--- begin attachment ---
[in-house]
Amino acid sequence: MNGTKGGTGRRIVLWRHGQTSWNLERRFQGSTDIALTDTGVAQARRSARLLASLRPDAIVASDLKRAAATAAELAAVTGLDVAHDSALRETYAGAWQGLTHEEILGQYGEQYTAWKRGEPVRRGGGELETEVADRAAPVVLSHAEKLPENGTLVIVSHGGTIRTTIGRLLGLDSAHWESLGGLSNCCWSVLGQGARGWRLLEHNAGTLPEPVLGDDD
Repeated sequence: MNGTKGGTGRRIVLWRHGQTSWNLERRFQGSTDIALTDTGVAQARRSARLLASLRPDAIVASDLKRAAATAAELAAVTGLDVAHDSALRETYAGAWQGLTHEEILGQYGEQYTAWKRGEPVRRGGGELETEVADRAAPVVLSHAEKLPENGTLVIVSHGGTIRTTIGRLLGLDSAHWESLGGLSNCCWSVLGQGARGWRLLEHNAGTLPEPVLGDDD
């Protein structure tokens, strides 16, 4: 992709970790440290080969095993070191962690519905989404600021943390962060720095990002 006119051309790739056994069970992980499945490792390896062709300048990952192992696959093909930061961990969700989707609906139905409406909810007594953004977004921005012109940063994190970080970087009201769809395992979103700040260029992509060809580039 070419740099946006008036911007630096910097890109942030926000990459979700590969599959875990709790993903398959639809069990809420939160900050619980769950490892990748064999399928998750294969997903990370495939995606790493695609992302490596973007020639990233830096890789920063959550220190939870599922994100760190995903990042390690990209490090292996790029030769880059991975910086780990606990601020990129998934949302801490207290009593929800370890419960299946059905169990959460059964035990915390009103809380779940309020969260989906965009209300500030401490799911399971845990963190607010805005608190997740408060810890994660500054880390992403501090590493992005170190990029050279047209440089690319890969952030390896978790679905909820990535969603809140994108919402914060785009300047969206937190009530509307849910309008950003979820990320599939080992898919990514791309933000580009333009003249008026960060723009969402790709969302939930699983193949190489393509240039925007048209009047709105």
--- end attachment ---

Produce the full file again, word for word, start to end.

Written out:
[in-house]
Amino acid sequence: MNGTKGGTGRRIVLWRHGQTSWNLERRFQGSTDIALTDTGVAQARRSARLLASLRPDAIVASDLKRAAATAAELAAVTGLDVAHDSALRETYAGAWQGLTHEEILGQYGEQYTAWKRGEPVRRGGGELETEVADRAAPVVLSHAEKLPENGTLVIVSHGGTIRTTIGRLLGLDSAHWESLGGLSNCCWSVLGQGARGWRLLEHNAGTLPEPVLGDDD
Repeated sequence: MNGTKGGTGRRIVLWRHGQTSWNLERRFQGSTDIALTDTGVAQARRSARLLASLRPDAIVASDLKRAAATAAELAAVTGLDVAHDSALRETYAGAWQGLTHEEILGQYGEQYTAWKRGEPVRRGGGELETEVADRAAPVVLSHAEKLPENGTLVIVSHGGTIRTTIGRLLGLDSAHWESLGGLSNCCWSVLGQGARGWRLLEHNAGTLPEPVLGDDD
């Protein structure tokens, strides 16, 4: 992709970790440290080969095993070191962690519905989404600021943390962060720095990002 006119051309790739056994069970992980499945490792390896062709300048990952192992696959093909930061961990969700989707609906139905409406909810007594953004977004921005012109940063994190970080970087009201769809395992979103700040260029992509060809580039 070419740099946006008036911007630096910097890109942030926000990459979700590969599959875990709790993903398959639809069990809420939160900050619980769950490892990748064999399928998750294969997903990370495939995606790493695609992302490596973007020639990233830096890789920063959550220190939870599922994100760190995903990042390690990209490090292996790029030769880059991975910086780990606990601020990129998934949302801490207290009593929800370890419960299946059905169990959460059964035990915390009103809380779940309020969260989906965009209300500030401490799911399971845990963190607010805005608190997740408060810890994660500054880390992403501090590493992005170190990029050279047209440089690319890969952030390896978790679905909820990535969603809140994108919402914060785009300047969206937190009530509307849910309008950003979820990320599939080992898919990514791309933000580009333009003249008026960060723009969402790709969302939930699983193949190489393509240039925007048209009047709105």